Messin’ with Workflow

Workflow on iPad

Among other things, the holidays afford time for indulgences masquerading as productivity. For instance, I spent an inordinate amount of time playing around with Workflow, the surprisingly powerful automation app for iOS. It’s an elegant, easy to learn scripting platform that makes iOS’s famously buttoned-up ecosystem of native apps feel sufficiently pliable to just about any whim that might occur to you.

A few examples: I built a workflow (the app’s confusingly self-referential terminology for a script) to move screenshots from my iPad to Dropbox and delete them from my camera roll; one to scan my calendar for events on a specific day and share my availability with coworkers; and another to generate PDFs of just about anything and store them in a designated folder. All of these can be triggered with just a tap or two from a Workflow widget in my device’s Notifications Center.

I found Workflow to be particularly effective for blogging from my iPad. This is something I do regularly because I often travel only with a tablet. Before Workflow it required jumping through more hoops than doing the same task on my desktop or laptop. So I created workflows to resize the canvas of images I post (like the one above) and another to upload it to my WordPress install while also saving a backup to Dropbox, again all with just a couple of taps.

Workflow is an incredibly well-considered scripting platform that’s still somewhat raw.Twitter

It’s true that none of my time-saving scripts amount to mind-bending breakthroughs in computing, but that doesn’t change the fact that Workflow can remove considerable friction from productivity routines on iOS. One notable added bonus is that after building the kind of complex and powerful workflows that you really need the larger screen real estate of an iPad to properly piece together and test, that work can be synced instantly to your iPhone, giving you that same complexity and power in the palm of your hand, on the go.

To be honest, I spent more time constructing these scripts than I’ll probably save in practice, at least measured in real minutes. But these were my first projects in Workflow so they were useful for learning how to use the app. More to the point, it was fun to do, too; Workflow makes experimentation (mostly) easy and straightforward, a huge selling point for non-programmers like myself.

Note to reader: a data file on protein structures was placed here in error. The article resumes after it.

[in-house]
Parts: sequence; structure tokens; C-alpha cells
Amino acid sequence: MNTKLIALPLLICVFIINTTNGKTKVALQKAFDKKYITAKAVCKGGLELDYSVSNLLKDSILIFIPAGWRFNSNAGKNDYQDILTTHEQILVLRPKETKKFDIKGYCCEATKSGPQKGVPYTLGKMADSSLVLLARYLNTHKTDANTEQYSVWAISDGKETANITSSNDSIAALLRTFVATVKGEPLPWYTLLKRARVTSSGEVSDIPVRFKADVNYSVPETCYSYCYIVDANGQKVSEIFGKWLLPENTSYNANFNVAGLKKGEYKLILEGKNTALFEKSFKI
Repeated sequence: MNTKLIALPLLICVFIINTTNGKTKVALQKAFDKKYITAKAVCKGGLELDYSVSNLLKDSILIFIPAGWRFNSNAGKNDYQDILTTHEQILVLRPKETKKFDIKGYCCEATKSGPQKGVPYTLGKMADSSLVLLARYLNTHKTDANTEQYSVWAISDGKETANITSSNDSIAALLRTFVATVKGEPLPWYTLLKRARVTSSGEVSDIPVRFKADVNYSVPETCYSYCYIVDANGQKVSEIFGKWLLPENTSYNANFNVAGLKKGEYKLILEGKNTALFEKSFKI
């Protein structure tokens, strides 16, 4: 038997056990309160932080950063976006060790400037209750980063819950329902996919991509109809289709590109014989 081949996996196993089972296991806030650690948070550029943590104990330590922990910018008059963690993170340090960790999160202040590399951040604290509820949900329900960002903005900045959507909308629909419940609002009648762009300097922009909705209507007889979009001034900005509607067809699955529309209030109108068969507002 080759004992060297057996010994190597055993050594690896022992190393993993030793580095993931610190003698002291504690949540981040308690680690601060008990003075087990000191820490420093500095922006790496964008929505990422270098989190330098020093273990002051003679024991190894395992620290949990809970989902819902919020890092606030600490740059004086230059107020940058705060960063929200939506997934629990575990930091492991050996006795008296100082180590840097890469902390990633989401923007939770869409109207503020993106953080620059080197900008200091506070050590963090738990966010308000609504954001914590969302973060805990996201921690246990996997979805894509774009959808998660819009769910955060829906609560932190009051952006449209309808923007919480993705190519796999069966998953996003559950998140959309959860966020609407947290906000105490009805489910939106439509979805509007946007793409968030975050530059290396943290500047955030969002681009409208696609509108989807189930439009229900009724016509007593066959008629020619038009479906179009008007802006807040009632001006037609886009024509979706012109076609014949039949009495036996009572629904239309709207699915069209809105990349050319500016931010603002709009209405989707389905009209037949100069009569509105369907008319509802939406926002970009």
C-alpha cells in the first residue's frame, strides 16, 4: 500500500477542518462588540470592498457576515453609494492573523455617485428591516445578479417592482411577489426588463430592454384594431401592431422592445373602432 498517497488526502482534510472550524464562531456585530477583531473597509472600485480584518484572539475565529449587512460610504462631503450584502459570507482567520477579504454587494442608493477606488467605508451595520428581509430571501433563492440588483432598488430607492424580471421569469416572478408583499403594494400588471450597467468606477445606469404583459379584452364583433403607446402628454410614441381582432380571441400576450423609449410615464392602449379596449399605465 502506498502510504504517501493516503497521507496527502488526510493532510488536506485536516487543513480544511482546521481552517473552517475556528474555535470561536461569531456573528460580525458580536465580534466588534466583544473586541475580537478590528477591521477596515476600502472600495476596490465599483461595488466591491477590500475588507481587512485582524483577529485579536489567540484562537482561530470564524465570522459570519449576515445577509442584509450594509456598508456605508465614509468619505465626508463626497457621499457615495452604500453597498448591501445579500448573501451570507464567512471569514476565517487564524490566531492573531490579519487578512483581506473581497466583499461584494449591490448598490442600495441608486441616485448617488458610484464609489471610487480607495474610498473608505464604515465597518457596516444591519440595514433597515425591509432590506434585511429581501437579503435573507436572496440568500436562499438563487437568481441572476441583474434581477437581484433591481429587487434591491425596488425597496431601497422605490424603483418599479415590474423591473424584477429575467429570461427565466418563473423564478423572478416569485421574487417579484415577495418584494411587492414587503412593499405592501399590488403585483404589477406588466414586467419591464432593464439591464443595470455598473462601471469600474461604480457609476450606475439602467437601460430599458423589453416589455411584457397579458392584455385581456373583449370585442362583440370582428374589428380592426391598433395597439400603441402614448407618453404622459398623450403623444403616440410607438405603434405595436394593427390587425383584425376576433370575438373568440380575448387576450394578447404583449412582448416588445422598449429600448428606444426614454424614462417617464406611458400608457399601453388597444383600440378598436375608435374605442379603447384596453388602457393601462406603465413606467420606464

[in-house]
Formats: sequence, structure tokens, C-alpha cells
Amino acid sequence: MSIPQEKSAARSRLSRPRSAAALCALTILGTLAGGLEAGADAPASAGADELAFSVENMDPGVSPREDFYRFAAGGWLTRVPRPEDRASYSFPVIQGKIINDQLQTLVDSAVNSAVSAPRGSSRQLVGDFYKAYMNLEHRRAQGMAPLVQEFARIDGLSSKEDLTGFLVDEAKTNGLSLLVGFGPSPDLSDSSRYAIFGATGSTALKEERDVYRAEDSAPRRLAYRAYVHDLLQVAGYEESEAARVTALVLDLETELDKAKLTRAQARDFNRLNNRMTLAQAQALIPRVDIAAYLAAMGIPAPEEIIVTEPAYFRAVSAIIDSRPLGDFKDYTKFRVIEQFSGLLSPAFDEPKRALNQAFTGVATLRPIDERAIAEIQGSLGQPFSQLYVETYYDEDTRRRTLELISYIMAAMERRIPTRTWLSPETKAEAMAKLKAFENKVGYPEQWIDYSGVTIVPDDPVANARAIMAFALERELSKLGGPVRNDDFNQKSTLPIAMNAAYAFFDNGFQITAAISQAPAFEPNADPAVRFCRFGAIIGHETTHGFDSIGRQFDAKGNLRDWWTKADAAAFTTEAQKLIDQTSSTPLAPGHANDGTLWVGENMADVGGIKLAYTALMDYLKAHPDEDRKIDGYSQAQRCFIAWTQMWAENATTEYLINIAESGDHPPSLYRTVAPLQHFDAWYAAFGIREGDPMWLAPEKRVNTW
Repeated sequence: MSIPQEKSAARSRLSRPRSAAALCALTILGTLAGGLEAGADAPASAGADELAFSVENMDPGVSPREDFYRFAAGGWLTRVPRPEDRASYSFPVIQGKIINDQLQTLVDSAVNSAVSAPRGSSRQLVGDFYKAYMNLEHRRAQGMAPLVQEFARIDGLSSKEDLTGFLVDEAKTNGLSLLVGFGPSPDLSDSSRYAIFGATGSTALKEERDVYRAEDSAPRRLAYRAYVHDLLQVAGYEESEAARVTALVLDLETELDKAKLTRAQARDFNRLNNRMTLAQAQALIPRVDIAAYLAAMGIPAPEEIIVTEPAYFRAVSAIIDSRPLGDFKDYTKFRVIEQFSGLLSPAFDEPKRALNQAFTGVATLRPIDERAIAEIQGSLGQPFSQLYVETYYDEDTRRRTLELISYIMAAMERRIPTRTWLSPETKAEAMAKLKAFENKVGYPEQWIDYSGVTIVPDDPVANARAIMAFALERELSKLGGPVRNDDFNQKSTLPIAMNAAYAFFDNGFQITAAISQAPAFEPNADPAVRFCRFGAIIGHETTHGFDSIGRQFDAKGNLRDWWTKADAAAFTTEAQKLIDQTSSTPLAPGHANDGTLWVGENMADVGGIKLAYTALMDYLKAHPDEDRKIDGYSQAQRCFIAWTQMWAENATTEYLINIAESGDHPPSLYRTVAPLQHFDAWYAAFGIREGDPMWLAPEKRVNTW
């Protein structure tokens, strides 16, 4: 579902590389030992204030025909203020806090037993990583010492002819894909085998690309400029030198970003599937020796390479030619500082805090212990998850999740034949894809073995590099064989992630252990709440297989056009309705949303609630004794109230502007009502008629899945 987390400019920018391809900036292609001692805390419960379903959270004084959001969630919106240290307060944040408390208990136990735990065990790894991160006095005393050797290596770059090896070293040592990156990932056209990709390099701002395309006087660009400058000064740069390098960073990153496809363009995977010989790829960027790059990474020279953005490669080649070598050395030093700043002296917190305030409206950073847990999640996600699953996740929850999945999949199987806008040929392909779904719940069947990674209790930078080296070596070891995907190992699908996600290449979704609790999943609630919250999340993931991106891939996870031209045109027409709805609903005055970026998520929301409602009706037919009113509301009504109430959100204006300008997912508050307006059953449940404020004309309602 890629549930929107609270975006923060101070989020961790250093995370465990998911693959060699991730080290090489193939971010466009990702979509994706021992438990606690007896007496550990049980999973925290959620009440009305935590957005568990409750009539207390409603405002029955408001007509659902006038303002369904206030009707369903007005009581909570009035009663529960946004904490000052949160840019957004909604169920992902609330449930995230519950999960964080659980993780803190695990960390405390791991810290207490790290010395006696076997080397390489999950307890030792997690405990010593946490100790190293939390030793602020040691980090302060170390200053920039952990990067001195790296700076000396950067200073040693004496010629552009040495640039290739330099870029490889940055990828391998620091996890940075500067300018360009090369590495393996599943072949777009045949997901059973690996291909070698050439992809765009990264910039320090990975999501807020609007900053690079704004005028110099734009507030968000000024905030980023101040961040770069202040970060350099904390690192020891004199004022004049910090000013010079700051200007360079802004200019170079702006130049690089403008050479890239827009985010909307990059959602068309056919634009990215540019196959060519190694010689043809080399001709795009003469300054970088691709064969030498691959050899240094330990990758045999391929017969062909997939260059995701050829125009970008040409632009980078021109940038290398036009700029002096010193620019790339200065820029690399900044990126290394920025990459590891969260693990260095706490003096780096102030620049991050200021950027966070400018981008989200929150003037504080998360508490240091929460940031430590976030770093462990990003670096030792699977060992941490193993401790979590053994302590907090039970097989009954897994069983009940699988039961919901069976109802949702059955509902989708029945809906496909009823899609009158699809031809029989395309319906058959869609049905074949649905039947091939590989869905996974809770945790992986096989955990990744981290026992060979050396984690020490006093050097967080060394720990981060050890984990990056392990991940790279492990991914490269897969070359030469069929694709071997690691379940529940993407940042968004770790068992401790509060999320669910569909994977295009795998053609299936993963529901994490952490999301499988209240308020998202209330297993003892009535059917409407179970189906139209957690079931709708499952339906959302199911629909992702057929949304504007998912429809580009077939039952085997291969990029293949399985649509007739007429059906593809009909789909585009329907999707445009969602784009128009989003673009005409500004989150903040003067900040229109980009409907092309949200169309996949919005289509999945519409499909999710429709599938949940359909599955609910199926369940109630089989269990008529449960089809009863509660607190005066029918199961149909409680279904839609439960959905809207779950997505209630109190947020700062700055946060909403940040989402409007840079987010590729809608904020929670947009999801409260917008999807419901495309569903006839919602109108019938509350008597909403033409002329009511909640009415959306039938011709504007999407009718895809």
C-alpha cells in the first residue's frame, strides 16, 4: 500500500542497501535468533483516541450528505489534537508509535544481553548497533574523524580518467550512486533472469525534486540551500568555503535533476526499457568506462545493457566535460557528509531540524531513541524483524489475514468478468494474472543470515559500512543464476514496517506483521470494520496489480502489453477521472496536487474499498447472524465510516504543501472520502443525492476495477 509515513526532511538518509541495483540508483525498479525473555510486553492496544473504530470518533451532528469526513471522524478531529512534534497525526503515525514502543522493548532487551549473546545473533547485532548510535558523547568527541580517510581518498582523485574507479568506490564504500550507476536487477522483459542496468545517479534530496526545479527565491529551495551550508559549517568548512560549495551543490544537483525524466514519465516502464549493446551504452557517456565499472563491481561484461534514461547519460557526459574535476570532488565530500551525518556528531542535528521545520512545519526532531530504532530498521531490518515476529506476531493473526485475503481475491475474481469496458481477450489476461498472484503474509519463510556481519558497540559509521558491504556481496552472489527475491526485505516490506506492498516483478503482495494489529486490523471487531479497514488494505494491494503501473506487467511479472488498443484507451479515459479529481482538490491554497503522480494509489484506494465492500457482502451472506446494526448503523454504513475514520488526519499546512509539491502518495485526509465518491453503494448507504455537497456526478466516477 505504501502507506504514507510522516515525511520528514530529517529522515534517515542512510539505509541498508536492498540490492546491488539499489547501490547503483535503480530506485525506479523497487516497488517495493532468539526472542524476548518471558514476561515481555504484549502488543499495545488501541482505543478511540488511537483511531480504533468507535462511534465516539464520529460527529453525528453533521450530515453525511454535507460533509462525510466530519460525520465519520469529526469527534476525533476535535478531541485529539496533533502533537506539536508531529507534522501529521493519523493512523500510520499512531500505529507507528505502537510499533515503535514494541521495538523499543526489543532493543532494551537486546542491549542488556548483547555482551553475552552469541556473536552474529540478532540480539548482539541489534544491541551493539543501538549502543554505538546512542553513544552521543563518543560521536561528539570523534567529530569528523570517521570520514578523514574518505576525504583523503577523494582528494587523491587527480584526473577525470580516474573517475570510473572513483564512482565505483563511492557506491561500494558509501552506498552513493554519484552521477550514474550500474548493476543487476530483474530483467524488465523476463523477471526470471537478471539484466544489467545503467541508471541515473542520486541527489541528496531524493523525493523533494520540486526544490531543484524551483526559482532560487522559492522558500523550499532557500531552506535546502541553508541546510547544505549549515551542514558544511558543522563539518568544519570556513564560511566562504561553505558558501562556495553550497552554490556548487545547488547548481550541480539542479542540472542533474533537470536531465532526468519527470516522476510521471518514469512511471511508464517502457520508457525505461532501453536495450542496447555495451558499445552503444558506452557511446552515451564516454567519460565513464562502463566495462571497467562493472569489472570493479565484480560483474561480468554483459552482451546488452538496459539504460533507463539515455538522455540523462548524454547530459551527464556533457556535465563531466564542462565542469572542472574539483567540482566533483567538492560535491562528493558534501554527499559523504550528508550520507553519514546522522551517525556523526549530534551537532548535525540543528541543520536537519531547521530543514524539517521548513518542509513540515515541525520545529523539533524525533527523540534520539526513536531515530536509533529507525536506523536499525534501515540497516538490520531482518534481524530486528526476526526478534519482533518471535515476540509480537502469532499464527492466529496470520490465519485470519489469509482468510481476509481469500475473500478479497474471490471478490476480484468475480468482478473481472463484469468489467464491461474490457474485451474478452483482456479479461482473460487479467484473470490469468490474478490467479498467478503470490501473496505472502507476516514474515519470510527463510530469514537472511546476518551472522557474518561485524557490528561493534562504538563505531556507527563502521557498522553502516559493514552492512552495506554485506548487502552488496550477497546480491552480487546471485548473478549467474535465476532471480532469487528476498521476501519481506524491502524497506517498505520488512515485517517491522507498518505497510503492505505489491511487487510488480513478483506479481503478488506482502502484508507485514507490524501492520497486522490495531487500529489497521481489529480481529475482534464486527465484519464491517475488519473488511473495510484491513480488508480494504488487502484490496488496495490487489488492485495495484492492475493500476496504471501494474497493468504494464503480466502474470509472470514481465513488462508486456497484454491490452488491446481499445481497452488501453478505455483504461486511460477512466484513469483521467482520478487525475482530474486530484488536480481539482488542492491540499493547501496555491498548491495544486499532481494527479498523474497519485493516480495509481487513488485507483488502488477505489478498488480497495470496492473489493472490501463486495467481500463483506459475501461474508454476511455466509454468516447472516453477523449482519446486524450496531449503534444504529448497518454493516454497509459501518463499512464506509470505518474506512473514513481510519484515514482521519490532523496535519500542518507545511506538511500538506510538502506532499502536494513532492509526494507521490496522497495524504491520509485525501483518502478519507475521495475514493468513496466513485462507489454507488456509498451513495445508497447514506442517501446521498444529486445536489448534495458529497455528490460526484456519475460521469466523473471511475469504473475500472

For all its power though, Workflow is actually a curious mix of the polished and the raw. Its creators have delivered an incredibly well-considered scripting platform in terms of under-the-hood thinking and simplifying assumptions that make it a real pleasure to use. On the other hand, the app leaves you somewhat on your own as you explore it. There’s no undo, so an errant swipe could change parameters in your work before you know it, and you have to be conscientious about saving backup copies as your workflows evolve.

The app is also conspicuously missing robust, canonical documentation of its many concepts and capabilities. There are tips built into the interface but they’re rudimentary, and if you need more depth the developer directs you to a Subreddit. (You can also refer to a series of excellent episodes of Federico Viticci and Fraser Speirs’s Canvas podcast, which are an excellent introduction to Workflow.) While you don’t need to have an engineering background to learn Workflow, those with even a passing grasp of how scripting works, along with a willingness to Google for answers when you’re stuck, will have a much easier time than true novices.

Ultimately t’s probably most accurate to say that Workflow is just a very young scripting environment, one that is off to a great start but has much growing to do. All other things being equal, I’d much rather have it in its current, somewhat threadbare state when it’s a bit of a challenge but still tremendously useful than to be without it. It’s already an indispensable tool if you’re interested in going iPad-first or even iPad-only.